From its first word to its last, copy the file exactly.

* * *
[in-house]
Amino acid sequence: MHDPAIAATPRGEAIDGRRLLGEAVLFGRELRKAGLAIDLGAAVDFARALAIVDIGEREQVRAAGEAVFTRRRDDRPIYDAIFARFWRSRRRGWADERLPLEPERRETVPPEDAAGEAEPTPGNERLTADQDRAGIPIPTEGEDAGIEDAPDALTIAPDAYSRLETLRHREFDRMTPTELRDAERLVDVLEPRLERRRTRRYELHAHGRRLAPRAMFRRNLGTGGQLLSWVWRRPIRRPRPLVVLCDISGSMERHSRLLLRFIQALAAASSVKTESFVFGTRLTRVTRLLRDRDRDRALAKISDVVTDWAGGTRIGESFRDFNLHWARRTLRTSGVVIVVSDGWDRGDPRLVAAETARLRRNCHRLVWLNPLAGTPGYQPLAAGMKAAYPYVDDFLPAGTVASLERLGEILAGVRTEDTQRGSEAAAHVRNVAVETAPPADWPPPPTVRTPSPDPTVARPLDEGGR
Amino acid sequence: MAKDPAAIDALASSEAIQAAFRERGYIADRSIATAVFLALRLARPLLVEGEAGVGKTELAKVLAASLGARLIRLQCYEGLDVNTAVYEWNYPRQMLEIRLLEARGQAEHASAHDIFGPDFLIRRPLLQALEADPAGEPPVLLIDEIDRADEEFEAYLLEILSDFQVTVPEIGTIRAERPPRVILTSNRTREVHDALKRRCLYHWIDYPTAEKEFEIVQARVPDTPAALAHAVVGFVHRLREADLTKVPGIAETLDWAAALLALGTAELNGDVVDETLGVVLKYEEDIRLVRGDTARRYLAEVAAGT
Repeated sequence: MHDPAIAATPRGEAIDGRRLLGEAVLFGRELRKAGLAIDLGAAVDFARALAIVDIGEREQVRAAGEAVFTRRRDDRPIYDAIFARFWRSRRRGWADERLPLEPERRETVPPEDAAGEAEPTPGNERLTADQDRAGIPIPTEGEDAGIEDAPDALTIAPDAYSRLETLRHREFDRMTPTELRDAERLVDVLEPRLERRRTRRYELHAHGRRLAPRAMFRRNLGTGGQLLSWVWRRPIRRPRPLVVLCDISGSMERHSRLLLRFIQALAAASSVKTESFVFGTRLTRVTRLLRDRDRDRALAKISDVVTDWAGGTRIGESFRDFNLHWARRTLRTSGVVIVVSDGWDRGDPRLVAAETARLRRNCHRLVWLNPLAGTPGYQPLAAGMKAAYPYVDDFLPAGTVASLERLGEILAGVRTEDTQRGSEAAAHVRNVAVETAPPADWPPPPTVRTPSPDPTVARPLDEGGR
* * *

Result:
[in-house]
Amino acid sequence: MHDPAIAATPRGEAIDGRRLLGEAVLFGRELRKAGLAIDLGAAVDFARALAIVDIGEREQVRAAGEAVFTRRRDDRPIYDAIFARFWRSRRRGWADERLPLEPERRETVPPEDAAGEAEPTPGNERLTADQDRAGIPIPTEGEDAGIEDAPDALTIAPDAYSRLETLRHREFDRMTPTELRDAERLVDVLEPRLERRRTRRYELHAHGRRLAPRAMFRRNLGTGGQLLSWVWRRPIRRPRPLVVLCDISGSMERHSRLLLRFIQALAAASSVKTESFVFGTRLTRVTRLLRDRDRDRALAKISDVVTDWAGGTRIGESFRDFNLHWARRTLRTSGVVIVVSDGWDRGDPRLVAAETARLRRNCHRLVWLNPLAGTPGYQPLAAGMKAAYPYVDDFLPAGTVASLERLGEILAGVRTEDTQRGSEAAAHVRNVAVETAPPADWPPPPTVRTPSPDPTVARPLDEGGR
Amino acid sequence: MAKDPAAIDALASSEAIQAAFRERGYIADRSIATAVFLALRLARPLLVEGEAGVGKTELAKVLAASLGARLIRLQCYEGLDVNTAVYEWNYPRQMLEIRLLEARGQAEHASAHDIFGPDFLIRRPLLQALEADPAGEPPVLLIDEIDRADEEFEAYLLEILSDFQVTVPEIGTIRAERPPRVILTSNRTREVHDALKRRCLYHWIDYPTAEKEFEIVQARVPDTPAALAHAVVGFVHRLREADLTKVPGIAETLDWAAALLALGTAELNGDVVDETLGVVLKYEEDIRLVRGDTARRYLAEVAAGT
Repeated sequence: MHDPAIAATPRGEAIDGRRLLGEAVLFGRELRKAGLAIDLGAAVDFARALAIVDIGEREQVRAAGEAVFTRRRDDRPIYDAIFARFWRSRRRGWADERLPLEPERRETVPPEDAAGEAEPTPGNERLTADQDRAGIPIPTEGEDAGIEDAPDALTIAPDAYSRLETLRHREFDRMTPTELRDAERLVDVLEPRLERRRTRRYELHAHGRRLAPRAMFRRNLGTGGQLLSWVWRRPIRRPRPLVVLCDISGSMERHSRLLLRFIQALAAASSVKTESFVFGTRLTRVTRLLRDRDRDRALAKISDVVTDWAGGTRIGESFRDFNLHWARRTLRTSGVVIVVSDGWDRGDPRLVAAETARLRRNCHRLVWLNPLAGTPGYQPLAAGMKAAYPYVDDFLPAGTVASLERLGEILAGVRTEDTQRGSEAAAHVRNVAVETAPPADWPPPPTVRTPSPDPTVARPLDEGGR